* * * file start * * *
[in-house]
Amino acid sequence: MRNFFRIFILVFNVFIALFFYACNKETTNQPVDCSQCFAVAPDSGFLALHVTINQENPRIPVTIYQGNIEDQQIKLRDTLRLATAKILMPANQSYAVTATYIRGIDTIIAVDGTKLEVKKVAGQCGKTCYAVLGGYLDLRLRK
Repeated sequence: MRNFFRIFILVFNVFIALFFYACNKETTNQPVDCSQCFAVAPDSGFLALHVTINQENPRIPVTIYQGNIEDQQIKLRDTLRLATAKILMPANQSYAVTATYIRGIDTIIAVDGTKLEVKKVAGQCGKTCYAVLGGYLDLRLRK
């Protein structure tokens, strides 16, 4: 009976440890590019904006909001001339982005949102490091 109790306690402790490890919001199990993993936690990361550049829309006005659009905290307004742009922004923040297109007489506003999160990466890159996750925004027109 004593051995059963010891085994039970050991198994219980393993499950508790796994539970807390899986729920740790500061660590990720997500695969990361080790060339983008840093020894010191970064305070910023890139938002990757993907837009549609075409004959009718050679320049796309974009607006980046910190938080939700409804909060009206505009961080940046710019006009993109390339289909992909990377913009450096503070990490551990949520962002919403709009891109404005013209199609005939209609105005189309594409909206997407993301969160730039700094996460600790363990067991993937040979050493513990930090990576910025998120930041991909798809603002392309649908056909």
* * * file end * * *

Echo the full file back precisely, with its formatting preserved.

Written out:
[in-house]
Amino acid sequence: MRNFFRIFILVFNVFIALFFYACNKETTNQPVDCSQCFAVAPDSGFLALHVTINQENPRIPVTIYQGNIEDQQIKLRDTLRLATAKILMPANQSYAVTATYIRGIDTIIAVDGTKLEVKKVAGQCGKTCYAVLGGYLDLRLRK
Repeated sequence: MRNFFRIFILVFNVFIALFFYACNKETTNQPVDCSQCFAVAPDSGFLALHVTINQENPRIPVTIYQGNIEDQQIKLRDTLRLATAKILMPANQSYAVTATYIRGIDTIIAVDGTKLEVKKVAGQCGKTCYAVLGGYLDLRLRK
């Protein structure tokens, strides 16, 4: 009976440890590019904006909001001339982005949102490091 109790306690402790490890919001199990993993936690990361550049829309006005659009905290307004742009922004923040297109007489506003999160990466890159996750925004027109 004593051995059963010891085994039970050991198994219980393993499950508790796994539970807390899986729920740790500061660590990720997500695969990361080790060339983008840093020894010191970064305070910023890139938002990757993907837009549609075409004959009718050679320049796309974009607006980046910190938080939700409804909060009206505009961080940046710019006009993109390339289909992909990377913009450096503070990490551990949520962002919403709009891109404005013209199609005939209609105005189309594409909206997407993301969160730039700094996460600790363990067991993937040979050493513990930090990576910025998120930041991909798809603002392309649908056909």